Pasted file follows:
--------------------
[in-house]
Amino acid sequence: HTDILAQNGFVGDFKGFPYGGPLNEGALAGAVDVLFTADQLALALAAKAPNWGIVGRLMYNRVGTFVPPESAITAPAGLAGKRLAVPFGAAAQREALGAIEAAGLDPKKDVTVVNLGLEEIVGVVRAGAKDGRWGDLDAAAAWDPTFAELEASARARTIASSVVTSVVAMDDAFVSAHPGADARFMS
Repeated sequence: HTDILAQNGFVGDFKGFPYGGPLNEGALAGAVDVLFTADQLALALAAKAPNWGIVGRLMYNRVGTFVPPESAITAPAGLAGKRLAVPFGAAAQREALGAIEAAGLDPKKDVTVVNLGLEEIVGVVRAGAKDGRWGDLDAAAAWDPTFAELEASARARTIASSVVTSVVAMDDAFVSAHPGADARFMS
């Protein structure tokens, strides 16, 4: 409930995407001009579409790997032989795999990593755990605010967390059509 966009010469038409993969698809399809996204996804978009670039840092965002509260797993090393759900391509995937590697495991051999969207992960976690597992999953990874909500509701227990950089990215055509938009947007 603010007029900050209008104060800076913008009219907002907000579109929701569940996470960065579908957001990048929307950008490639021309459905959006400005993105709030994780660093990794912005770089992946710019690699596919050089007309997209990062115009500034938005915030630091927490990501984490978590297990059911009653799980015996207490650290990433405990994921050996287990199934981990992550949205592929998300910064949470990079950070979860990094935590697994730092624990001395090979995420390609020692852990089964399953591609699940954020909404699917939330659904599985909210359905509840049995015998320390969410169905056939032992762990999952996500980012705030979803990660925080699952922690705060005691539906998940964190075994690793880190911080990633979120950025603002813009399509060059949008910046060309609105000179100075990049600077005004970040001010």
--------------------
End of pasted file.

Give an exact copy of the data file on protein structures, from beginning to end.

[in-house]
Amino acid sequence: HTDILAQNGFVGDFKGFPYGGPLNEGALAGAVDVLFTADQLALALAAKAPNWGIVGRLMYNRVGTFVPPESAITAPAGLAGKRLAVPFGAAAQREALGAIEAAGLDPKKDVTVVNLGLEEIVGVVRAGAKDGRWGDLDAAAAWDPTFAELEASARARTIASSVVTSVVAMDDAFVSAHPGADARFMS
Repeated sequence: HTDILAQNGFVGDFKGFPYGGPLNEGALAGAVDVLFTADQLALALAAKAPNWGIVGRLMYNRVGTFVPPESAITAPAGLAGKRLAVPFGAAAQREALGAIEAAGLDPKKDVTVVNLGLEEIVGVVRAGAKDGRWGDLDAAAAWDPTFAELEASARARTIASSVVTSVVAMDDAFVSAHPGADARFMS
């Protein structure tokens, strides 16, 4: 409930995407001009579409790997032989795999990593755990605010967390059509 966009010469038409993969698809399809996204996804978009670039840092965002509260797993090393759900391509995937590697495991051999969207992960976690597992999953990874909500509701227990950089990215055509938009947007 603010007029900050209008104060800076913008009219907002907000579109929701569940996470960065579908957001990048929307950008490639021309459905959006400005993105709030994780660093990794912005770089992946710019690699596919050089007309997209990062115009500034938005915030630091927490990501984490978590297990059911009653799980015996207490650290990433405990994921050996287990199934981990992550949205592929998300910064949470990079950070979860990094935590697994730092624990001395090979995420390609020692852990089964399953591609699940954020909404699917939330659904599985909210359905509840049995015998320390969410169905056939032992762990999952996500980012705030979803990660925080699952922690705060005691539906998940964190075994690793880190911080990633979120950025603002813009399509060059949008910046060309609105000179100075990049600077005004970040001010």